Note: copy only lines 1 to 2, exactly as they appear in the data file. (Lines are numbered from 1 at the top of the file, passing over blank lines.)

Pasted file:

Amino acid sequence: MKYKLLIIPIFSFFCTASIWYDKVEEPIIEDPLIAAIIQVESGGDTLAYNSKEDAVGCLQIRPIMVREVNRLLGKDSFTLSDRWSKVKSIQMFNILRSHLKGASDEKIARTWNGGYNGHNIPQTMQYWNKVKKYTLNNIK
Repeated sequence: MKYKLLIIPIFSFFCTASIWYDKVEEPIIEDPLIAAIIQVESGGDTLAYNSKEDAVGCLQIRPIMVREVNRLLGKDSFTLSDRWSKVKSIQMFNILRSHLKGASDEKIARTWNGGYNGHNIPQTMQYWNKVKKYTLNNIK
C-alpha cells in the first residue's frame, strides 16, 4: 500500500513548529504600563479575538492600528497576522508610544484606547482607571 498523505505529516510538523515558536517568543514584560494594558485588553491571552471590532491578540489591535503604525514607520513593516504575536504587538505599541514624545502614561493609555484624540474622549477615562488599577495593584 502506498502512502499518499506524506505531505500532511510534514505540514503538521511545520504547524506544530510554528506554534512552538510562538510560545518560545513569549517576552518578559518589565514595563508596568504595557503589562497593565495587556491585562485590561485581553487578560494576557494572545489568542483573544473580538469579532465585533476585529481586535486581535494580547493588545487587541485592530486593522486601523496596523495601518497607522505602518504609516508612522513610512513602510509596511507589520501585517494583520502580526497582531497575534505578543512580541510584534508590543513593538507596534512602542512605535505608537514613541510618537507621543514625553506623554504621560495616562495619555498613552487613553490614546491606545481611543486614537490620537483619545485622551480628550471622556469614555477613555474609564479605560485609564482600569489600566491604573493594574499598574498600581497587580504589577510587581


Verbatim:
Amino acid sequence: MKYKLLIIPIFSFFCTASIWYDKVEEPIIEDPLIAAIIQVESGGDTLAYNSKEDAVGCLQIRPIMVREVNRLLGKDSFTLSDRWSKVKSIQMFNILRSHLKGASDEKIARTWNGGYNGHNIPQTMQYWNKVKKYTLNNIK
Repeated sequence: MKYKLLIIPIFSFFCTASIWYDKVEEPIIEDPLIAAIIQVESGGDTLAYNSKEDAVGCLQIRPIMVREVNRLLGKDSFTLSDRWSKVKSIQMFNILRSHLKGASDEKIARTWNGGYNGHNIPQTMQYWNKVKKYTLNNIK